Milk Paint is Diversely Different
Today passed quite quickly again and I can hardly believe we are over half way through the course now. Some of you have asked about the milk paint I have been using on some projects. About its properties, differences to water-based faux milk paints and what the options are. I have experimented with milk paint over the years and like its working properties. It is indeed very different to say more general Acrylic-type paints in a very positive way.
I painted my pine workbench stool with a base coat of barn red as a solid colour and then a top coat of solid lamp black which is a sort of charcoal grey that sometimes looks like a deep dark blue-black and at other times a dark green-black. This may be my eyesight but that is how it sometimes seems. Black is of course a relative term. Are there shades of black? But that is what’s lovely about milk paint. It is totally individual yet if you make the mix the same way every time you will get repeated consistency for replication TO A DEGREE, but that’s not what we all want. We want the individualism milk paint gives us, for the main part.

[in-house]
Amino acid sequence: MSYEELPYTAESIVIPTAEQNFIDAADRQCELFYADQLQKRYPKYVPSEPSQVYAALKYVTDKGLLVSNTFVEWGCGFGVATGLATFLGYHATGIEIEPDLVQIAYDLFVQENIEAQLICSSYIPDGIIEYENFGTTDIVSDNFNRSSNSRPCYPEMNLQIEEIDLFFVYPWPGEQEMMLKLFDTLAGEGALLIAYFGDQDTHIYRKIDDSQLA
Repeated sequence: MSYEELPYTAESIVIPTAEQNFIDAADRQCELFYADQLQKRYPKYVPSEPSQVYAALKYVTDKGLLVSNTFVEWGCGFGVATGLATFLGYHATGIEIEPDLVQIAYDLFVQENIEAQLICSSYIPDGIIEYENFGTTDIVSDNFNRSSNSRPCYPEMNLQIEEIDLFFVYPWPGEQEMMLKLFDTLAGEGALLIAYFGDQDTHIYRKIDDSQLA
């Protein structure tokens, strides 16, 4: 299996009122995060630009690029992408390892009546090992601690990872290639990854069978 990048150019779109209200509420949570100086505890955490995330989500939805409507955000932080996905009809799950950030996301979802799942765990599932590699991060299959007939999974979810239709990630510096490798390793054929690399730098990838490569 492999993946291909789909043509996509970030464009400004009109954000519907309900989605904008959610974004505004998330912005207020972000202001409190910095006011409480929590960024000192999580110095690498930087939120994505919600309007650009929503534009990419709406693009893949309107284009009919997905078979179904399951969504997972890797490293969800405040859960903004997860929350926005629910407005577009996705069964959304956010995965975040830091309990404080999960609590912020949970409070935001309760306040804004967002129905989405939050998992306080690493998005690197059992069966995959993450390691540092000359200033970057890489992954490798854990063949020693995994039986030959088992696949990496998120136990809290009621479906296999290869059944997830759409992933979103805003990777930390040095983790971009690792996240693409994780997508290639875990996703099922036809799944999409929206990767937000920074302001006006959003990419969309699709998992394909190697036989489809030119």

Here are things you should know about milk paint
Milk paint can be a one-shot solid colour in one coat and one that’s dry in minutes usually, rather than an hour or two. Adding more coats gives thickness without colour change and if you want to sand to a finish of full colour, just add another coat or two and then sand to a smooth finish. If you prefer, you can use scourer pad or 000- 0000-steel wool.
Milk paint thickness depends on the ratio of powder to water you mix. Generally, though not always, milk paint is mixed in equal volumetric proportions of powder and water. Sometimes I don’t want a thick coat to sand but I like the colours I can custom mix to suit my fancy or match a colour for renovation needs. I like the milk paint for mixing exact colour to match something old. With the colour range of half a dozen colours I can make a colour to match almost anything. I have a dozen unfinished boxes that need completing so I can sell them. Here are three I finished and I have two more on the way. Tomorrow I am finishing one the same as I did my stool and will post when done. The boxes shown here are mixed with thin volumes of paint to water. Probably two parts water to 1 part powder. I paint it on and wipe it off within a few seconds so I get a translucency that allows the grain texture and substrate to be identified if that’s what I want. Anyway, the purply one is red base coat still damp followed by black and quickly wiped off. The red is the thinned milk paint brushed on with a foam brush, let dry for an hour and then sanded smooth. I applied two brushed coats of shellac, 0000 steel wool for buffout and National trust soft wax furniture polish applied with 0000 steel wool and then polished out with a Kiwi horsehair shoeshine brush. The clear one is a shellac only finish